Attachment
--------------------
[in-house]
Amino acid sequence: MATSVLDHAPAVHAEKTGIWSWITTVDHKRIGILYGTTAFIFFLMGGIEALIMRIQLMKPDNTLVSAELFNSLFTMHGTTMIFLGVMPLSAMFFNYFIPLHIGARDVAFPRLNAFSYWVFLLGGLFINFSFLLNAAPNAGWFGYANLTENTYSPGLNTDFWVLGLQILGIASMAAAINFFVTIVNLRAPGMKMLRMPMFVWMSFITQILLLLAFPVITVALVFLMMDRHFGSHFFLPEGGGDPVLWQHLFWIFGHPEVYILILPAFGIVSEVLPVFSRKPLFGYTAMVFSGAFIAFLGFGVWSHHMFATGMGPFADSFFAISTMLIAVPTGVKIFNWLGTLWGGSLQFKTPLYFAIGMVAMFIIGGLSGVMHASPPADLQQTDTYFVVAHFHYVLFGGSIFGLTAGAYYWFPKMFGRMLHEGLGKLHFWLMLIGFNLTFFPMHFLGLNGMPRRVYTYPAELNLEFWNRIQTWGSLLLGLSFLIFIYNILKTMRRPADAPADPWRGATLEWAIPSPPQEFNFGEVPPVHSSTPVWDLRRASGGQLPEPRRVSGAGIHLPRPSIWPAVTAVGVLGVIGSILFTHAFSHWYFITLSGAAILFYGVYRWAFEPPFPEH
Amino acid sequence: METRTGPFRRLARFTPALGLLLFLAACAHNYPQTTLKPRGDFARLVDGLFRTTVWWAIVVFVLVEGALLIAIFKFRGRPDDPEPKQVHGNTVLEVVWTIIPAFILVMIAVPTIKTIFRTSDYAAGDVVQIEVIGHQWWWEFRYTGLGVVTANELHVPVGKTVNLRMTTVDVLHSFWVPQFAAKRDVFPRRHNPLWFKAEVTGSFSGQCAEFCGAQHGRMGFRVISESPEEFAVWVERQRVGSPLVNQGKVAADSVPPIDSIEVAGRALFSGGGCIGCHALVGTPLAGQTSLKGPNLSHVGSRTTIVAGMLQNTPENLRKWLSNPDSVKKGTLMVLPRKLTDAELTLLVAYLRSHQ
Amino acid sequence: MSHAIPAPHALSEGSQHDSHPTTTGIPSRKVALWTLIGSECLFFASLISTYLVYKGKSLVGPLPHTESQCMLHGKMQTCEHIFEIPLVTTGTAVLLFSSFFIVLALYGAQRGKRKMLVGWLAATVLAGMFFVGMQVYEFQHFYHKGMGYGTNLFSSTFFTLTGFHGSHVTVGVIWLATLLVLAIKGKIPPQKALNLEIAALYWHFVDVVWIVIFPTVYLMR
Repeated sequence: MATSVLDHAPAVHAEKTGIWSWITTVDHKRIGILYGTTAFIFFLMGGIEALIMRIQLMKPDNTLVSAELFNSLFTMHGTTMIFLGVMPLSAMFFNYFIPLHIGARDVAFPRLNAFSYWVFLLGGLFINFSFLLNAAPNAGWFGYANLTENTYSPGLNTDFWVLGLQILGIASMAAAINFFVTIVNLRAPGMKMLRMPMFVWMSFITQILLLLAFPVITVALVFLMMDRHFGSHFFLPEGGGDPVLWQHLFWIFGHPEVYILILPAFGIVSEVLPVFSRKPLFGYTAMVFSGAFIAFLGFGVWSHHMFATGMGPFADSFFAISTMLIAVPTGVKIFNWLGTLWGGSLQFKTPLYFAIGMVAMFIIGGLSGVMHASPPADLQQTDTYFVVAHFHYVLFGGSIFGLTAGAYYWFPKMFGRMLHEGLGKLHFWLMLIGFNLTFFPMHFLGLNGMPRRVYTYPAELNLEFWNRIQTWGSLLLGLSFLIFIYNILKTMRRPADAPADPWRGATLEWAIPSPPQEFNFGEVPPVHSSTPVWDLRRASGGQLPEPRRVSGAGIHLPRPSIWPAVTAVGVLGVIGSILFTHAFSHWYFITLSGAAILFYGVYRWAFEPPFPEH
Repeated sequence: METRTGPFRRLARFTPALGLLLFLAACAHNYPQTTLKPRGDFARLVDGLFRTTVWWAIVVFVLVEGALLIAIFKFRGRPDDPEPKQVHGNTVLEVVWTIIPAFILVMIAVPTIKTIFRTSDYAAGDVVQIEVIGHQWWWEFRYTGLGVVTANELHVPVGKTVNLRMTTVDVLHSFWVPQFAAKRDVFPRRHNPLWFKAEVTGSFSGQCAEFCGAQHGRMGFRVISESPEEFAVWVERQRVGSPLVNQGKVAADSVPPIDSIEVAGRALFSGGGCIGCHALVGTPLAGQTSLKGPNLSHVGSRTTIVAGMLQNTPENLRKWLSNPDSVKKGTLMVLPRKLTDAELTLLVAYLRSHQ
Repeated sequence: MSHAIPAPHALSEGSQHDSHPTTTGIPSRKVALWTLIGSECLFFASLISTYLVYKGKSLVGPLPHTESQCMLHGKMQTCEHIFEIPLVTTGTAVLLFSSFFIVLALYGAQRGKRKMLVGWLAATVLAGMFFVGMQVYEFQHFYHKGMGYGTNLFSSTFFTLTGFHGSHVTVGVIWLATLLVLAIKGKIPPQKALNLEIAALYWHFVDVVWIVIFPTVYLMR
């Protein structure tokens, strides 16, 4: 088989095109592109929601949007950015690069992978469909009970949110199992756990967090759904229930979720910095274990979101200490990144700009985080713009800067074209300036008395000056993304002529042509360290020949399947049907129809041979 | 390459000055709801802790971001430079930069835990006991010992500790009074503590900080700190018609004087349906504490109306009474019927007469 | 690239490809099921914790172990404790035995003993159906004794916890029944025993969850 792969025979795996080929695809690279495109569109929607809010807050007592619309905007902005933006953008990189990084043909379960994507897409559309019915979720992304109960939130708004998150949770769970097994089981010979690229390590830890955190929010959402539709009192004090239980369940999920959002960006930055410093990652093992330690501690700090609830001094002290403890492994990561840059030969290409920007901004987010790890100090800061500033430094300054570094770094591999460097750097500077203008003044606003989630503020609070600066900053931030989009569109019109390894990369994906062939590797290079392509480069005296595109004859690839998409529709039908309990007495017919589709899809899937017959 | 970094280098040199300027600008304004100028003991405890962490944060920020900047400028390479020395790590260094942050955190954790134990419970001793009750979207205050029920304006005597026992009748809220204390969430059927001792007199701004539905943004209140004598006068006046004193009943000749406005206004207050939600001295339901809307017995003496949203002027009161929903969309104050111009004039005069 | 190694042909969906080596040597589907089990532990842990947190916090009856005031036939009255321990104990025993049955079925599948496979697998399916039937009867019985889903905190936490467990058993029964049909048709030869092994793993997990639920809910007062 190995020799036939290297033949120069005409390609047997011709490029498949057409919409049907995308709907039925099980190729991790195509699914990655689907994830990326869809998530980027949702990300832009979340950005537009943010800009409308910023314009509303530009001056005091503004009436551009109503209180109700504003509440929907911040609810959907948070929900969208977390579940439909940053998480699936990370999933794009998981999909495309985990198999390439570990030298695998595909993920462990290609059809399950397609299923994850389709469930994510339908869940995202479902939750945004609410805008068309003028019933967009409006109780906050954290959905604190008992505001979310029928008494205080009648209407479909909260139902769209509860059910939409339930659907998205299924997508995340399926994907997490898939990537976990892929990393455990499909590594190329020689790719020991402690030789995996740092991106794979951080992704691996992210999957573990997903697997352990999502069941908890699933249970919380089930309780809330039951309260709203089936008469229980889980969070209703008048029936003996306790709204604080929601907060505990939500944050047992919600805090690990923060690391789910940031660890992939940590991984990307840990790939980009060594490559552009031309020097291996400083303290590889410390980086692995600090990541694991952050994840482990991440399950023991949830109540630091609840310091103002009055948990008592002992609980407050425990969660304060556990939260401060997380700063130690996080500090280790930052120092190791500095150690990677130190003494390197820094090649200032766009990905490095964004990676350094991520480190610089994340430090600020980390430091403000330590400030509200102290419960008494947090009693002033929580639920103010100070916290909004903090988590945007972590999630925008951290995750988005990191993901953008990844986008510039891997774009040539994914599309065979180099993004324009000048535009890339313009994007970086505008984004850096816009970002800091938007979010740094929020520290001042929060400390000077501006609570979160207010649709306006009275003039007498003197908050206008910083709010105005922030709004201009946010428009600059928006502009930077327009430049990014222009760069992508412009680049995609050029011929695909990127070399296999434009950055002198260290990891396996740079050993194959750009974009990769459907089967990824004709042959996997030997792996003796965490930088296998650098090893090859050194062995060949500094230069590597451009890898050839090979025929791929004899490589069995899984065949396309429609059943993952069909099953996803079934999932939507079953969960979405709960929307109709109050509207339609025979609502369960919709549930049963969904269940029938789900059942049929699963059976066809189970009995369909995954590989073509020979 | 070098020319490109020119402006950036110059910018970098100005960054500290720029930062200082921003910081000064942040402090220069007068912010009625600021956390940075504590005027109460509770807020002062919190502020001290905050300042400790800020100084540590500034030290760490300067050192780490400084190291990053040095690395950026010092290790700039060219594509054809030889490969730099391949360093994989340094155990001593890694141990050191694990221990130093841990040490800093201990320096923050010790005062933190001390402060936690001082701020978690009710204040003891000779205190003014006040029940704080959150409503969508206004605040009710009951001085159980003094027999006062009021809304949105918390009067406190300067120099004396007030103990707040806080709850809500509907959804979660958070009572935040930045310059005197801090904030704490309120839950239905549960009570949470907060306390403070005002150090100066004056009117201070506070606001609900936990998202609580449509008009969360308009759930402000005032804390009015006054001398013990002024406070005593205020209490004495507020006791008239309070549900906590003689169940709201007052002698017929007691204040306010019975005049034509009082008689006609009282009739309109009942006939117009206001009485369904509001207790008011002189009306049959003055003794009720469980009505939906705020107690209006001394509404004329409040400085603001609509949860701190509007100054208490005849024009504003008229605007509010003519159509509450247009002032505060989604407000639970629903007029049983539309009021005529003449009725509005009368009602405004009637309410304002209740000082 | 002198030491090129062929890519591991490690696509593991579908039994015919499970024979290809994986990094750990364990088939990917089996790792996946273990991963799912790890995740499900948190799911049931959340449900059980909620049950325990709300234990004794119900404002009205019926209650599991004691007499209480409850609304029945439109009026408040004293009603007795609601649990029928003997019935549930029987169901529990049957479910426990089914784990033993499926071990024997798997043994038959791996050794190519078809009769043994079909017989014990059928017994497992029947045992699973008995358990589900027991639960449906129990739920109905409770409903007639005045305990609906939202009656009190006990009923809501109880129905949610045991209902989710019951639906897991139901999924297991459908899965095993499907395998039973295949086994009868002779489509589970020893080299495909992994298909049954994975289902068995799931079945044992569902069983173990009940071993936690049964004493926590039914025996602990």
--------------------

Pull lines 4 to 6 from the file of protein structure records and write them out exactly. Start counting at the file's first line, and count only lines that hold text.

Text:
Amino acid sequence: MSHAIPAPHALSEGSQHDSHPTTTGIPSRKVALWTLIGSECLFFASLISTYLVYKGKSLVGPLPHTESQCMLHGKMQTCEHIFEIPLVTTGTAVLLFSSFFIVLALYGAQRGKRKMLVGWLAATVLAGMFFVGMQVYEFQHFYHKGMGYGTNLFSSTFFTLTGFHGSHVTVGVIWLATLLVLAIKGKIPPQKALNLEIAALYWHFVDVVWIVIFPTVYLMR
Repeated sequence: MATSVLDHAPAVHAEKTGIWSWITTVDHKRIGILYGTTAFIFFLMGGIEALIMRIQLMKPDNTLVSAELFNSLFTMHGTTMIFLGVMPLSAMFFNYFIPLHIGARDVAFPRLNAFSYWVFLLGGLFINFSFLLNAAPNAGWFGYANLTENTYSPGLNTDFWVLGLQILGIASMAAAINFFVTIVNLRAPGMKMLRMPMFVWMSFITQILLLLAFPVITVALVFLMMDRHFGSHFFLPEGGGDPVLWQHLFWIFGHPEVYILILPAFGIVSEVLPVFSRKPLFGYTAMVFSGAFIAFLGFGVWSHHMFATGMGPFADSFFAISTMLIAVPTGVKIFNWLGTLWGGSLQFKTPLYFAIGMVAMFIIGGLSGVMHASPPADLQQTDTYFVVAHFHYVLFGGSIFGLTAGAYYWFPKMFGRMLHEGLGKLHFWLMLIGFNLTFFPMHFLGLNGMPRRVYTYPAELNLEFWNRIQTWGSLLLGLSFLIFIYNILKTMRRPADAPADPWRGATLEWAIPSPPQEFNFGEVPPVHSSTPVWDLRRASGGQLPEPRRVSGAGIHLPRPSIWPAVTAVGVLGVIGSILFTHAFSHWYFITLSGAAILFYGVYRWAFEPPFPEH
Repeated sequence: METRTGPFRRLARFTPALGLLLFLAACAHNYPQTTLKPRGDFARLVDGLFRTTVWWAIVVFVLVEGALLIAIFKFRGRPDDPEPKQVHGNTVLEVVWTIIPAFILVMIAVPTIKTIFRTSDYAAGDVVQIEVIGHQWWWEFRYTGLGVVTANELHVPVGKTVNLRMTTVDVLHSFWVPQFAAKRDVFPRRHNPLWFKAEVTGSFSGQCAEFCGAQHGRMGFRVISESPEEFAVWVERQRVGSPLVNQGKVAADSVPPIDSIEVAGRALFSGGGCIGCHALVGTPLAGQTSLKGPNLSHVGSRTTIVAGMLQNTPENLRKWLSNPDSVKKGTLMVLPRKLTDAELTLLVAYLRSHQ